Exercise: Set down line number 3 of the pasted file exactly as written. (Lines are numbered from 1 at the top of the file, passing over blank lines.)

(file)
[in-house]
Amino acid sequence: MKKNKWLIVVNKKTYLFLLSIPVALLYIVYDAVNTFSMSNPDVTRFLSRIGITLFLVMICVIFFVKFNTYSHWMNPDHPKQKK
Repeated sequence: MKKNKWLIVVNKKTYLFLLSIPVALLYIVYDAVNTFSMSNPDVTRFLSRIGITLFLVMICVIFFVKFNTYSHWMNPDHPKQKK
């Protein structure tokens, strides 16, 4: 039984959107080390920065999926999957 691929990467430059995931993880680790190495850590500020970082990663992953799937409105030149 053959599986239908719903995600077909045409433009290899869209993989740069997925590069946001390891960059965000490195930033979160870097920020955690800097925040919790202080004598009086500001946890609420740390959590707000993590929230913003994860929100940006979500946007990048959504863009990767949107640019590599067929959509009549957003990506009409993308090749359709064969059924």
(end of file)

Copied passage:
Repeated sequence: MKKNKWLIVVNKKTYLFLLSIPVALLYIVYDAVNTFSMSNPDVTRFLSRIGITLFLVMICVIFFVKFNTYSHWMNPDHPKQKK